Do You Yearn for a Just World?
A WOODEN sailing ship with three masts and two decks approaches the shores of what is now Cape Cod, Massachusetts, U.S.A. The crew and the 101 passengers aboard are exhausted from being at sea for 66 days. Seeking to escape religious persecution and economic hardship, they have made an arduous journey across the Atlantic Ocean.
As the passengers of this vessel, the Mayflower, sight land on November 11, 1620, their eyes glitter with the hope of a fresh start. Desiring to lay the groundwork for a better world, most of the ship’s adult male passengers sign the Mayflower Compact. In it they agree to enact “just and equal laws” for “the general good of the colony.” Has their dream of a world that is morally upright and fair to everyone—a just world—become a reality?
Even though the Compact signed aboard the Mayflower is considered one of the cornerstones of the American system of government, injustice is a common occurrence in America, even as it is around the world. For example, consider a man who was shot by police while he was trying to escape after robbing and shooting a store owner. He sued the police and the city of New York and won millions of dollars in settlement.
Consider another example. While law school students were taking the bar exam in Pasadena, California, one of them suffered a seizure and collapsed. Two nearby students readily administered cardiopulmonary resuscitation until the paramedics arrived. They spent 40 minutes helping the man. But when they requested compensatory time to complete the exam, the bar official turned them down.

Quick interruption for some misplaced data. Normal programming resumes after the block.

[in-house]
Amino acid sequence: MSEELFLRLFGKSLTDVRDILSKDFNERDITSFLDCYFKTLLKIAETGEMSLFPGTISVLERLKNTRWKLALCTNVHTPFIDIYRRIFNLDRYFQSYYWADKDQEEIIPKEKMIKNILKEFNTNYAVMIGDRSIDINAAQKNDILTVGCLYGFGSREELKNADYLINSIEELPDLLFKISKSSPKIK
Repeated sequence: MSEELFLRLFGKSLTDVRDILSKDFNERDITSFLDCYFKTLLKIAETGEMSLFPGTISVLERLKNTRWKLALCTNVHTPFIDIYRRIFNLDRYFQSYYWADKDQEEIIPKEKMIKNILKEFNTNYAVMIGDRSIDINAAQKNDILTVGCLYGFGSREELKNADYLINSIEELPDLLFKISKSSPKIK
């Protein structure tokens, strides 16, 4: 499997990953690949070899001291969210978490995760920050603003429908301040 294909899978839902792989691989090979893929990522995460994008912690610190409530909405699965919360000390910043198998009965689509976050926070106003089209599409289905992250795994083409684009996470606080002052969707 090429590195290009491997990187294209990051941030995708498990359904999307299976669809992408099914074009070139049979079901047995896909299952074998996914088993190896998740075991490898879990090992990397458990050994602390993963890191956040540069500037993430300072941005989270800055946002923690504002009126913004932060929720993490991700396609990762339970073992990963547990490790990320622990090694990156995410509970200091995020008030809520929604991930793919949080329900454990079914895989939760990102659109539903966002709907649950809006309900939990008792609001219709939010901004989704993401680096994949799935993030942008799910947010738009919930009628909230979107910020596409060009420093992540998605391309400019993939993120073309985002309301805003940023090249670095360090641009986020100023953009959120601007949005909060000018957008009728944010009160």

There is also the matter of punishment for criminal activity. Economic analyst Ed Rubenstein points out: “Most crimes never result in an arrest. Many of those arrested aren’t prosecuted. Many convicts are paroled. Expected punishment, from the criminal’s viewpoint, is a probability, not a certainty.” Using the data for burglary, he concludes that a potential burglar “will escape imprisonment more than 98 percent of the time.” The low risk of punishment leads to more crime and crime victims.—Ecclesiastes 8:11.
In many lands a rich minority keeps getting richer while the poor masses face economic injustice. Such injustice prevails when people because of their skin color, ethnic background, language, sex, or religion have little opportunity to better their condition or even to sustain themselves. According to The New York Times, for example, “nearly a quarter of a billion human beings in Hindu-dominated South Asia—most of them in India and Nepal—are born and die as untouchables.” The result is that millions are ravaged by poverty, hunger, and disease. Injustice spans their life from cradle to grave.
What of the seeming injustices that are beyond human control? Think of the babies born with congenital defects—blind, retarded, or deformed. Would not a woman feel a sense of injustice if her baby came forth crippled or dead while women nearby cuddled healthy infants?
Sadly, injustice abounds, and so do its consequences—immense suffering and the lack of peace, joy, and contentment. Outraged by the injustice they witness or experience, many have resorted to violence, only to add to human suffering. Most wars have been fought because of perceived injustice.
Why has man failed to bring about a just world? Is such a world just a dream?
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Signing of the Mayflower Compact